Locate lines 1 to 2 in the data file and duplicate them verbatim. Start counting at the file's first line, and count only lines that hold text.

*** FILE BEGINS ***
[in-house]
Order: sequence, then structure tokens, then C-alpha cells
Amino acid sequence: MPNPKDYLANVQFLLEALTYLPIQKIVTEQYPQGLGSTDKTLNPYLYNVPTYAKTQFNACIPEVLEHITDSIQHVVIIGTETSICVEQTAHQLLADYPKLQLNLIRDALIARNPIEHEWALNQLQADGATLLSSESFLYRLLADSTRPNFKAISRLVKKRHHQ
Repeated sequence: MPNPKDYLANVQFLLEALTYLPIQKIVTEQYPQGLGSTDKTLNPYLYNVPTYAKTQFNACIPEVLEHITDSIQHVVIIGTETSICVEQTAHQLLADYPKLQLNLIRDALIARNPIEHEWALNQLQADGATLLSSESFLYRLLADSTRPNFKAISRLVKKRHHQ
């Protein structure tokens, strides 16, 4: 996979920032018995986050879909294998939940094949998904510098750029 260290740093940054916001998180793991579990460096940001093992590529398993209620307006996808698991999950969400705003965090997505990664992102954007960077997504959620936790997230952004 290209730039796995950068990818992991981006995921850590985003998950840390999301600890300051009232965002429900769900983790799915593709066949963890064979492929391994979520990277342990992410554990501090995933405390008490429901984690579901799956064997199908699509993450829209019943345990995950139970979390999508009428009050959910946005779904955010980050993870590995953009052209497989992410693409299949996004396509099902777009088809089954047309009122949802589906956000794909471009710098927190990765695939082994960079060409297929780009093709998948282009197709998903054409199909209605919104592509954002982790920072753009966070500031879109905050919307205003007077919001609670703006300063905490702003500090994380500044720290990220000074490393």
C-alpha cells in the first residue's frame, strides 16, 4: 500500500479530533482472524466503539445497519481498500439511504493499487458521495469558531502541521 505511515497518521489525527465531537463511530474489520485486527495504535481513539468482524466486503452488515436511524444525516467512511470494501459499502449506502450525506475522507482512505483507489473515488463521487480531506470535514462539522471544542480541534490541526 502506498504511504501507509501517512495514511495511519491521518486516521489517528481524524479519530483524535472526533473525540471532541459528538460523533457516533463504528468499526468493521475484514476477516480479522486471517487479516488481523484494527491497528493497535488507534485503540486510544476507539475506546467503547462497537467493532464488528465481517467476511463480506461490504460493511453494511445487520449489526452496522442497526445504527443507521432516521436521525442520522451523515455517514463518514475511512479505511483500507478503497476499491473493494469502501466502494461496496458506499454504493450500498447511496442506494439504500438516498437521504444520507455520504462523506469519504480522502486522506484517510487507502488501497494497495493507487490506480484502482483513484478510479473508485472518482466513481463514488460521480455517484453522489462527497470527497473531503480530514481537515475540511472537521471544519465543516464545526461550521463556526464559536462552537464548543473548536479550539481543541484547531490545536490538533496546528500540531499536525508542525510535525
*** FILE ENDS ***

[in-house]
Order: sequence, then structure tokens, then C-alpha cells